A Brooklyn man is turning heads on the subway – all because of a needle and thread.
Every day, he is helping to break the stereotype by proving that knitting isn't just for grannies, WCBS-TV's Steve Overmyer reports.
For many New Yorkers, the train is a second home.
"This is where I spend most of my time. You know traveling, it's an hour going to work, an hour coming home from work," Louis Boria told Overymer.
Boria is a modern artist, and his most famous work is done 100 feet underground.
"I get comments, both women and men staring at me for like 10-15 minutes. They're like, 'So what are you making?'" he said.
Inside the steel shell of a subway car rides a virtuosos with yarn.
"I always carried my project in my bag and never wanted to knit once on the train, because I was fearful of being judged because I'm a guy. 'Oh, look at this guy knitting.'" he said. "I'm wasting my time and I could be knitting, and as much as I wanted to knit.
"That first time that I took that project out of my bag and I started knitting, I remembered that zone that it took me to," he added. "And once I got into that zone, I forgot about my surroundings."
Boria was spotted by Broadway star Frenchie Davis, who posted a photo on Facebook, resulting in a response that changed his life.
"The power of social media," he said. "I tell you, it's pretty awesome."
Steve Overmyer: "What was it like to see that flurry of comments underneath that photo?"
Louis Boria: "I couldn't understand it. They can't make the correlation between the knitting and the guy – the guy in the sweats. And they see a guy sitting there, and he's got tattoos and he's got a full beard and then he's got a baseball cap and he just looks like your average Joe on the street.
"You always ask that big question in life: Well, what am I good at? And when I found knitting, that's when I realized that I found my niche. And from that very first time that I picked up those needles, it's just something that I knew I was meant to do."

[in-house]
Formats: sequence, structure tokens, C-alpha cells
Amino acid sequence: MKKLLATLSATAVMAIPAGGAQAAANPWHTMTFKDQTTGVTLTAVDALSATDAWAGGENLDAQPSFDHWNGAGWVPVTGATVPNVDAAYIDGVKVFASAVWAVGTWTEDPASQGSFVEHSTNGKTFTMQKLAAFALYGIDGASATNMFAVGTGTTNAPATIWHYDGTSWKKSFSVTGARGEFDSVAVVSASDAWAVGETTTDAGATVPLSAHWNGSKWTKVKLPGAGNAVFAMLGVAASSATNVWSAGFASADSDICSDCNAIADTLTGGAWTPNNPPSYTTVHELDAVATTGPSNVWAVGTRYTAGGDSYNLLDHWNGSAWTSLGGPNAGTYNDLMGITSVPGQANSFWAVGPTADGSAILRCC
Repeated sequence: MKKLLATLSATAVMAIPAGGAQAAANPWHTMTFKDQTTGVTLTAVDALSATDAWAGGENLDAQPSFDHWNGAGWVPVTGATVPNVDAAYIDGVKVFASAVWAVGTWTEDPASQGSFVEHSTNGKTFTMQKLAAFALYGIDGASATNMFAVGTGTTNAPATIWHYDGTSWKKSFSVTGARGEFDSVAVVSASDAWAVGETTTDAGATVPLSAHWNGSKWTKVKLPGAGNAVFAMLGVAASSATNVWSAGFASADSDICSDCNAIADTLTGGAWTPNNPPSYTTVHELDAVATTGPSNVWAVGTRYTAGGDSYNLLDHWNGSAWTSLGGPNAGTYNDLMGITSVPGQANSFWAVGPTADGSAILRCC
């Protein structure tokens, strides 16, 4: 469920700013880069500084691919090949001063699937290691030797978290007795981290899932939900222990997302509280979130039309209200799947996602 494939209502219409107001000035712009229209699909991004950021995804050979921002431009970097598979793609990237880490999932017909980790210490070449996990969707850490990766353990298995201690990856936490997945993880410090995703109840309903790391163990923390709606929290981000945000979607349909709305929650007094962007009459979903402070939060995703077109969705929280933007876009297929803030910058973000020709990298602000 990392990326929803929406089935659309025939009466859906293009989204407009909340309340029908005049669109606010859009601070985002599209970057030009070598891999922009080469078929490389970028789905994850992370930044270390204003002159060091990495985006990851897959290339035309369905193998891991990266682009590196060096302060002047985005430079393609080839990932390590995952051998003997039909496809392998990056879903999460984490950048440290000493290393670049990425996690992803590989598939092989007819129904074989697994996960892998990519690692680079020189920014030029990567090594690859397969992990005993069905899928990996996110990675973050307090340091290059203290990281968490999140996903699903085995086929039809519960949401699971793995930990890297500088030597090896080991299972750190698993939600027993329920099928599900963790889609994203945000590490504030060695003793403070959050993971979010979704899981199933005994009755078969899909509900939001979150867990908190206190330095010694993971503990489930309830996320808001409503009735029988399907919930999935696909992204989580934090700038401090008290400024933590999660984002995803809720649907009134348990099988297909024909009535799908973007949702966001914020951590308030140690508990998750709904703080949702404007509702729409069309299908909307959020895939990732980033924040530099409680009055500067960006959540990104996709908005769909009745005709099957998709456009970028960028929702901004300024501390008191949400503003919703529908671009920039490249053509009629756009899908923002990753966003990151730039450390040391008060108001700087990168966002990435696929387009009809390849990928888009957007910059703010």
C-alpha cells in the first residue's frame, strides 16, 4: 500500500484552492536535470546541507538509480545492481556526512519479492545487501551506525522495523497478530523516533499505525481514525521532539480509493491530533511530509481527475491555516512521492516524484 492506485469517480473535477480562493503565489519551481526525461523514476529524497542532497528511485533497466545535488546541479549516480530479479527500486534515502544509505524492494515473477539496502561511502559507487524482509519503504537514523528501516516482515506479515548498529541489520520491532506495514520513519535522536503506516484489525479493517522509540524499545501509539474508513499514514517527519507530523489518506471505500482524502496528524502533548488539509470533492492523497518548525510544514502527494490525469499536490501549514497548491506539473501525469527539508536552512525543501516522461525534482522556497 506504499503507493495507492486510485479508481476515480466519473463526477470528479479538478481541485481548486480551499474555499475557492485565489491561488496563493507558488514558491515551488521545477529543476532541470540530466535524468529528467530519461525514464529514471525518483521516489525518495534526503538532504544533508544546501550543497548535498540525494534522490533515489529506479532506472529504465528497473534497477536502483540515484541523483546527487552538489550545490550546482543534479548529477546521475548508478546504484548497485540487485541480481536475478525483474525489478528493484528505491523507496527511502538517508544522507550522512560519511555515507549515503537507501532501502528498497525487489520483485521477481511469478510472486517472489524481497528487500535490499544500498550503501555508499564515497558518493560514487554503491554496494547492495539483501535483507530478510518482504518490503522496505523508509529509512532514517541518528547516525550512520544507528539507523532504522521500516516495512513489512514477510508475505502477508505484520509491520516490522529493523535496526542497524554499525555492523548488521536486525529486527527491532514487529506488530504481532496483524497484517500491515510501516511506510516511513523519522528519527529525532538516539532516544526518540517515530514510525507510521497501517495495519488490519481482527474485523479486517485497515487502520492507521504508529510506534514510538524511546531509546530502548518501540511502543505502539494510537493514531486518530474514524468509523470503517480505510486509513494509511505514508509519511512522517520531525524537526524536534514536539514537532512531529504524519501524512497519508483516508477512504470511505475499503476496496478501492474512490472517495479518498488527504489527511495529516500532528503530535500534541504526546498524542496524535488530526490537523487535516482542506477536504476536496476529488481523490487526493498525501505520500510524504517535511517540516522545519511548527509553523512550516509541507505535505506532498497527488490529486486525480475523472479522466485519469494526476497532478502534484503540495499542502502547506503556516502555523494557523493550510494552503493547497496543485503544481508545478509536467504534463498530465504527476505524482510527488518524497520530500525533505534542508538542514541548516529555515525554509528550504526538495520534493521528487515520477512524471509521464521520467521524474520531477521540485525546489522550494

Historically, knitting has been a male-dominated craft.
Sailors would knit their own sweaters. In World War One, the injured repaired uniforms. Even knights would knit their own chain mail. And the man known as "The Gladiator" relieves stress by knitting.
"It takes me to a place that makes me forget about everything. I go into a zone. And nothing has ever done that to me in my life before," said Boria. "I'm creating something; I'm making something at the same time. So it's kind of like I'm so focused on making sure that I'm executing whatever it is that I'm doing, and it just drifts me off. And you know, I love that it does that for me.
"It kills the time, so it makes my ride go even faster," he added. "You know, next thing I know, I'm home and I'm getting ready to get off the train."
Since his social media fame, Brooklyn Boy Knits has turned this into a full-time commitment. He knits up to 30 pieces a month and delivers his art to the world.
Overmyer: "This is where you come to get your materials. When you look at some of these colors, do you think of what you can do with it?"
Boria: "Absolutely. So like you know, you have different types of yarn. I mean you can see that there's so many varieties of color here, and they're constantly changing. So I'm always checking in and out. You know, I go online and I'll see what's going on there, and then I'm like, 'I got to take a trip down to the store.' And it's all about feeling the yarn. I've been to places in Europe where you're not allowed to touch the yarn. But here, we come and we touch and that's how you know you're going to get what you want."
Overmyer: "This is an art that is built on tradition. There are only two different types of stitches, right?"
Boria: "Yeah, knit and pearl. But there's techniques involved also that you have to learn. And you know, sometimes you'll get stuck and your neighbor sitting next to you at a knitting booth can tell you, 'Oh, I know how to do that, let me show you.'"
No longer the domain of grannies, knitting now has an edgy side.
"This is called Implexa. I basically used recycled T-shirts, leather, suede," Boria said. "I never look at it as work. I look at it as my art, and it is art. You know, at the end of the day, it's fiber art."
Proving that art has no gender.
"My message more than anything and what I want people to understand is that you have a passion, you have a love for something that's not considered normal, you go for it," said Bario. "Take that plunge and just do it, because the world can only benefit from that."
As he continues his ride through the tunnels that weave together the boroughs, he serves as a reminder that we all share a common thread.
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